< 0.01; 60 kcal threshold: OR: 0.98, 95% CI: 0.96, 1.00, p
< 0.05). Figure 3
illustrates the adjusted prevalence of high school student consumption of non-compliant beverages at the 10 kcal (panel a) and 60 kcal (panel b) thresholds as the percentage of compliant beverages available in schools increases from 0 to 100%. At the 10 kcal threshold (Figure 3
, panel a), if none of the beverages in high school were Smart Snacks compliant, the adjusted prevalence of student consumption of non-compliant beverages at school is estimated to be nearly 60%; whereas, if 100% of the beverages sold in high school were compliant, the estimated adjusted prevalence of student consumption of non-compliant beverages at school is only 10% (brought from home or from a friend perhaps). Similarly, at the 60 kcal threshold (Figure 3
, panel b), if none of the beverages sold in high school were Smart Snacks compliant, it is estimated that slightly less than 40% of students would consume non-compliant beverages at school; whereas, if 60% of the beverages sold in high school were compliant, slightly less than 20% of students would be estimated to consume non-compliant beverages at school.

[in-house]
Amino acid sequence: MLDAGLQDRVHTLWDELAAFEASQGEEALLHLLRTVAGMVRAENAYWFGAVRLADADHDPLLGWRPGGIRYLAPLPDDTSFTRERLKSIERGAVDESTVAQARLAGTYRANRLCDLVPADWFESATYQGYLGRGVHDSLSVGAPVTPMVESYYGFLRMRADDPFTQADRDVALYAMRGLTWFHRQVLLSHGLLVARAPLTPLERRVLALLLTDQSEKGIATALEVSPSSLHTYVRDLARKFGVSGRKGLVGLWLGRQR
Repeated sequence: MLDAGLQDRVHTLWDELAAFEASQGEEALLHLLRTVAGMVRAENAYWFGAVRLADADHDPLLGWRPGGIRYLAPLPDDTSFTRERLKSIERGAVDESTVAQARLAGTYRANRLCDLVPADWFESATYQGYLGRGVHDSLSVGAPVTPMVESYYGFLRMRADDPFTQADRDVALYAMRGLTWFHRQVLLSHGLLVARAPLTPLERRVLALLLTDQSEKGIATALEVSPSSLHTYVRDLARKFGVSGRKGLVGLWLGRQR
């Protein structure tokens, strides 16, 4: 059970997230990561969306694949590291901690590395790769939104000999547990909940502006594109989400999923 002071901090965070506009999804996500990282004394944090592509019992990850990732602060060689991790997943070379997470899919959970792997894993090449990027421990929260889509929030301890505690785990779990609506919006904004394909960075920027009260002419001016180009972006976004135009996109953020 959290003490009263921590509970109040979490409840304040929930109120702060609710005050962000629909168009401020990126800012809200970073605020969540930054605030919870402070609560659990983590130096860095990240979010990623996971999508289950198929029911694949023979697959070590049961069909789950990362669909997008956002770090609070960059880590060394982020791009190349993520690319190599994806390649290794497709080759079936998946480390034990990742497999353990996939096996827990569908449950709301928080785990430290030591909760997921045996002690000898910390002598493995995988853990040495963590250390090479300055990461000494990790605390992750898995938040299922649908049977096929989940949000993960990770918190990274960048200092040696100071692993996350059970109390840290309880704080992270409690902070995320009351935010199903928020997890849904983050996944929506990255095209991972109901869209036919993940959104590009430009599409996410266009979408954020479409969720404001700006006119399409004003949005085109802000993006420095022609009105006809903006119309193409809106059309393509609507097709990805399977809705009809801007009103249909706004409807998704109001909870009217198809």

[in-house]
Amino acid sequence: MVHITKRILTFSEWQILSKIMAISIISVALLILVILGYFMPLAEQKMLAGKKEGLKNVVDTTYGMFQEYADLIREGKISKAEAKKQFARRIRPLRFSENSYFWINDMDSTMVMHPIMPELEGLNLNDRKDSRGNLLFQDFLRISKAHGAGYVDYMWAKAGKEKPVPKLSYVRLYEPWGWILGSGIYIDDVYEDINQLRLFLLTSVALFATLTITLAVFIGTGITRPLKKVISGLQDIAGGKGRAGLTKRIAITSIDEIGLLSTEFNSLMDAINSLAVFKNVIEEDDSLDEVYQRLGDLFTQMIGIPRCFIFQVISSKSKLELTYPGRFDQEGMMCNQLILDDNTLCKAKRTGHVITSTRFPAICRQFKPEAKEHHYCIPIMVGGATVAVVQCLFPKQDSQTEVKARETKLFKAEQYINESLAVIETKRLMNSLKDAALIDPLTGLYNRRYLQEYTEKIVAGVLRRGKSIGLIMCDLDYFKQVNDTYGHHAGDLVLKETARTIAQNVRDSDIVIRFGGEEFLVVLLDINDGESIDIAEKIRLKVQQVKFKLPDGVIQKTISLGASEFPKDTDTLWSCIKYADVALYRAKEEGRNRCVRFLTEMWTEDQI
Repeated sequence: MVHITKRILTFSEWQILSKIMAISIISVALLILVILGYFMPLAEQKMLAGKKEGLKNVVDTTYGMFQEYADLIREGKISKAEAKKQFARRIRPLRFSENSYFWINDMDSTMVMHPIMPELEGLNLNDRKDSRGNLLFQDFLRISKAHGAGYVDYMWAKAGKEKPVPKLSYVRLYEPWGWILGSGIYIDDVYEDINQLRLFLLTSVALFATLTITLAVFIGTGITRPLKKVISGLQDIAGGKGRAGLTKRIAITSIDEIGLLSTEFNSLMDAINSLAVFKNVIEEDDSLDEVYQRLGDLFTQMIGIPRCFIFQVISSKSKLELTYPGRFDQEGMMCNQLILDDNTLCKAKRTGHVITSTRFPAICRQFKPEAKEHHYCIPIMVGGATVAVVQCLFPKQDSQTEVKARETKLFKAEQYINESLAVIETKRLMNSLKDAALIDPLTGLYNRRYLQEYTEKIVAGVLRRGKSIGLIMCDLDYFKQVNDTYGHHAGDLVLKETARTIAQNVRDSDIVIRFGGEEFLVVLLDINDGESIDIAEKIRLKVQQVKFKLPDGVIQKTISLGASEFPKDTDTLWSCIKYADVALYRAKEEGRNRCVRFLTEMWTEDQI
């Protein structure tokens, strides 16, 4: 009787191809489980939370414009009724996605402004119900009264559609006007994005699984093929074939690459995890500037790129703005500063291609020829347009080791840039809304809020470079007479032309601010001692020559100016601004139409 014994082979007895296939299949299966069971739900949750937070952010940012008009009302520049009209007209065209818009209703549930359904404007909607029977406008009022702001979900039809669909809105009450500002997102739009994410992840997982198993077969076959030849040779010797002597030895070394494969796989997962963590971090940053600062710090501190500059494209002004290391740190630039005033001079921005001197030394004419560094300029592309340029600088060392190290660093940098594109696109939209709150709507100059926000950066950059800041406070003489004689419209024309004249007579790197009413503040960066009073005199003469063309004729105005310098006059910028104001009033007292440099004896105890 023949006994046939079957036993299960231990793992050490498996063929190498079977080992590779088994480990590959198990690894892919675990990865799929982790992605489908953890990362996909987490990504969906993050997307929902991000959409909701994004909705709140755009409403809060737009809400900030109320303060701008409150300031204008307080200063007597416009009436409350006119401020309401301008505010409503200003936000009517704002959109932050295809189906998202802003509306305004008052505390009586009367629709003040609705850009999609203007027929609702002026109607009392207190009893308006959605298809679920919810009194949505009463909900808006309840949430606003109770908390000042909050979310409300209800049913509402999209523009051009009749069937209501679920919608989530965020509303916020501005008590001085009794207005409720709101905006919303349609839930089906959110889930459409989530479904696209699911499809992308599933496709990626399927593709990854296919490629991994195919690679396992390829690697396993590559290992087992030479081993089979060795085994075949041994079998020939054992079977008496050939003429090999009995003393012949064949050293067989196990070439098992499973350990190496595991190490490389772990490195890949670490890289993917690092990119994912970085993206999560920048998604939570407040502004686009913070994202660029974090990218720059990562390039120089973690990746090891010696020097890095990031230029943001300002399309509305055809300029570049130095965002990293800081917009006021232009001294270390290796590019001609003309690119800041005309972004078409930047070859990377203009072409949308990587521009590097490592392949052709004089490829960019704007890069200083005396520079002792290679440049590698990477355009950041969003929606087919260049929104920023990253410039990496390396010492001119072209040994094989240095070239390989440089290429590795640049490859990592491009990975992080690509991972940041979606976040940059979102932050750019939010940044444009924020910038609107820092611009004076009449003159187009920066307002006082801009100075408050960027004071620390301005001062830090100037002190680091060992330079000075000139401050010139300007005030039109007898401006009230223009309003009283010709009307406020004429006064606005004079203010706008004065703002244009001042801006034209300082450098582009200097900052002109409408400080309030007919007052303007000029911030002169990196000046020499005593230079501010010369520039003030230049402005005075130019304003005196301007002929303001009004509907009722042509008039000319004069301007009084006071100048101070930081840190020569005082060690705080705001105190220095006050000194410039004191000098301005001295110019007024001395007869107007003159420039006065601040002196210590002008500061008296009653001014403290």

The adjusted models (Table A1
and Table A2
) also revealed that high school students had lower odds of consuming non-compliant beverages at the 10 kcal threshold (i.e., diet beverages) if they were in a school with a diverse racial/ethnic mix (compared to majority non-Hispanic white) of students (OR: 0.33, 95% CI: 0.15, 0.73), from a medium-sized school (as compared to a large school) (OR: 0.27, 95% CI: 0.11, 0.65), or from a household with an income that was ≤130% of the federal poverty level (OR: 0.34, 95% CI: 0.14, 0.83) or at >130–185% of the federal poverty level (OR: 0.11, 95% CI: 0.03, 0.44) as compared to a household with an income >185% of the federal poverty level. Similar results were found for the 60 kcal (lower calorie) beverage threshold (albeit with slightly different coefficients and confidence intervals; see Table A2